Implementing Net Zero in emerging market public equities

Purpose – why is this important to us?

Arisaig Partners’ Investment Philosophy is founded on the belief that Purposeful Growth – taking a multi-stakeholder view of the world – generates superior long-term investment returns in the emerging markets. Climate change and its most disruptive outcomes poses an existential threat to humanity itself, and therefore to all businesses.

Action – what are we doing about it?

We have no doubt that action on climate change is imperative. The decision to commit 100% of our assets under management to net zero – though not taken lightly – was relatively straightforward. We joined as one of 30 inaugural members of the Net Zero Asset Managers (NZAM)[1] initiative in December 2020. One year on, we have set the decarbonisation targets for the coming decades that will allow us to fulfil this commitment.

Working out how to implement net zero, given our on emerging markets[2], has required considerable thought and research. In this piece, we share a few of the challenges faced and the solutions adopted during our target setting endeavour.


Targets supporting Arisaig’s Net Zero Commitment

Source: Arisaig Partners

Process – how are we implementing this idea?

Challenge 1: Choosing the right target setting methodology.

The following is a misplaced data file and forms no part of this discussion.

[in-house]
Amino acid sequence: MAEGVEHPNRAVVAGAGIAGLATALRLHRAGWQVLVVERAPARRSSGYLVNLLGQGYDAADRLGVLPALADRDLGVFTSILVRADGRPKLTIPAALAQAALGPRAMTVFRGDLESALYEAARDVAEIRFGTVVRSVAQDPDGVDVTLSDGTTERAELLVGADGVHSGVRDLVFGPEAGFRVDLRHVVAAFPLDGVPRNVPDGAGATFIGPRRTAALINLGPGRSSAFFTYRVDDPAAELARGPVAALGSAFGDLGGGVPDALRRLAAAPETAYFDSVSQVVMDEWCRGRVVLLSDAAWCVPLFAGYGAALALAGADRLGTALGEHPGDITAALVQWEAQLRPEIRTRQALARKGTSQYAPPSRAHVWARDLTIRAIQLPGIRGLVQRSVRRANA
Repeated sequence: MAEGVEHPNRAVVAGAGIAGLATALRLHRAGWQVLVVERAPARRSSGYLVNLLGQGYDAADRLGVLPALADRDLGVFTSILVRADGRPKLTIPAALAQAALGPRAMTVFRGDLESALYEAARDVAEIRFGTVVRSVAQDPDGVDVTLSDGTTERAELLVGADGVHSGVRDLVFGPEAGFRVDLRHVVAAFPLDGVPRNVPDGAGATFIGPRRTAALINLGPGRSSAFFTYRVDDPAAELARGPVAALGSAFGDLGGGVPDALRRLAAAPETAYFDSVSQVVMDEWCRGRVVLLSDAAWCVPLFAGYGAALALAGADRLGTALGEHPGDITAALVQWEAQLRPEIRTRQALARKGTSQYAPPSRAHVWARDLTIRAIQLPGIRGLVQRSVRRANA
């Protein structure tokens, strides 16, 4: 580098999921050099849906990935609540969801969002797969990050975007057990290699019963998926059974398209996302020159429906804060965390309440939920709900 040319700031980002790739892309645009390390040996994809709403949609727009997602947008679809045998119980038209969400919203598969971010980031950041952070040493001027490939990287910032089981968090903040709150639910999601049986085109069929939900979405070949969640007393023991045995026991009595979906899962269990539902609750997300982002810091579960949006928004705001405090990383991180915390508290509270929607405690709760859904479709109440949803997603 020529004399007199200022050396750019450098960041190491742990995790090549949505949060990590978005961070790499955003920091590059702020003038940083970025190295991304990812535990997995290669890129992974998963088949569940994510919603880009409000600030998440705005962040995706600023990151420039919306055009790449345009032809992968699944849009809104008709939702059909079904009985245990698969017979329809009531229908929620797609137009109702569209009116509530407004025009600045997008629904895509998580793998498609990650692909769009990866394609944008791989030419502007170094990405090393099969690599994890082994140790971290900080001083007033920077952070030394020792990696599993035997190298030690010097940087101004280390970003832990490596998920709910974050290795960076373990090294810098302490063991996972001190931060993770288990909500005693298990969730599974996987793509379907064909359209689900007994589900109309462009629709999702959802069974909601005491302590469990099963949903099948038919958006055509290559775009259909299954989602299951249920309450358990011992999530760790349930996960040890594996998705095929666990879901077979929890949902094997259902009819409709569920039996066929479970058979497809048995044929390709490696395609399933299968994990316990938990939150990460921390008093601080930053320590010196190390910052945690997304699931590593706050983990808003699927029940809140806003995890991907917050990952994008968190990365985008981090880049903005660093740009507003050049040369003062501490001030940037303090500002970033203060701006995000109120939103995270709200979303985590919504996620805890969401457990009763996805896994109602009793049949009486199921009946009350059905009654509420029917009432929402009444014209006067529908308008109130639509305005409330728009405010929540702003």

There is no commonly agreed definition of ‘net zero’, let alone a consensus on how companies should get there. Asset managers must also decide how to measure their emissions exposure and monitor alignment. NZAM endorses three target setting methodologies[3],

Each have their pros and cons. For example, the ‘financed emissions’ metric adopted in the Paris Aligned Investment Initiative’s (PAII) Net Zero Investment Framework measures emissions in absolute terms, reflecting an investor’s share of portfolio companies’ emissions. While using an absolute metric such as this gives a transparent view as to whether a portfolio is trending to net zero (as opposed to intensity metrics based on company revenue), it is not ideal for comparison or benchmarking. The ‘Portfolio Temperature Rating’ metric from the Science Based Targets Initiative involves translating portfolio companies’ emission reductions targets into long-term temperature outcomes associated with the ambition of the target. Compared to most methods which are based on historic emissions, the temperature rating method gives a forward-looking view by focusing on future targets. However, it relies on portfolio companies setting their own Science Based Targets, which can pose significant financial and technical challenges for emerging market businesses.